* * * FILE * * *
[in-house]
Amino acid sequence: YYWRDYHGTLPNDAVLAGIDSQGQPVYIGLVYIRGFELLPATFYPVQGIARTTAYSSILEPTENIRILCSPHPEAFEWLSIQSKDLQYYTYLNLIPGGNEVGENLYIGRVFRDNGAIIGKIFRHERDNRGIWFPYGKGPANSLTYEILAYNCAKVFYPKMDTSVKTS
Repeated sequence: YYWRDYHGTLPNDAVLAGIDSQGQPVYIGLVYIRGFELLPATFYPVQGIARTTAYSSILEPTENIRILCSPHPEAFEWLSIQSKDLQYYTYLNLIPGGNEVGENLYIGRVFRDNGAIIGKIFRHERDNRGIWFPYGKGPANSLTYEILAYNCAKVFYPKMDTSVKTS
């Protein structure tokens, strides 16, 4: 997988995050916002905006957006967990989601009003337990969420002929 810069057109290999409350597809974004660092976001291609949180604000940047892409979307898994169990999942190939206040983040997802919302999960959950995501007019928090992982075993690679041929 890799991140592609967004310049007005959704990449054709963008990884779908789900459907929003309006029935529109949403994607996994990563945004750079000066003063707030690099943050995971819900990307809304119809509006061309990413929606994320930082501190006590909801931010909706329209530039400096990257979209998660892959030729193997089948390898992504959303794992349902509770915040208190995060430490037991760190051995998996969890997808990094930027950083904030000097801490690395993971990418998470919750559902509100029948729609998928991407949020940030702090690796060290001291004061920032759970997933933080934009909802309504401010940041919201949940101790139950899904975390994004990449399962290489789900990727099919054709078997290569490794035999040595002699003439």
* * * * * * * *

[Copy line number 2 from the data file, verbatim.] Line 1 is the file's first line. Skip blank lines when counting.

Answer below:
Amino acid sequence: YYWRDYHGTLPNDAVLAGIDSQGQPVYIGLVYIRGFELLPATFYPVQGIARTTAYSSILEPTENIRILCSPHPEAFEWLSIQSKDLQYYTYLNLIPGGNEVGENLYIGRVFRDNGAIIGKIFRHERDNRGIWFPYGKGPANSLTYEILAYNCAKVFYPKMDTSVKTS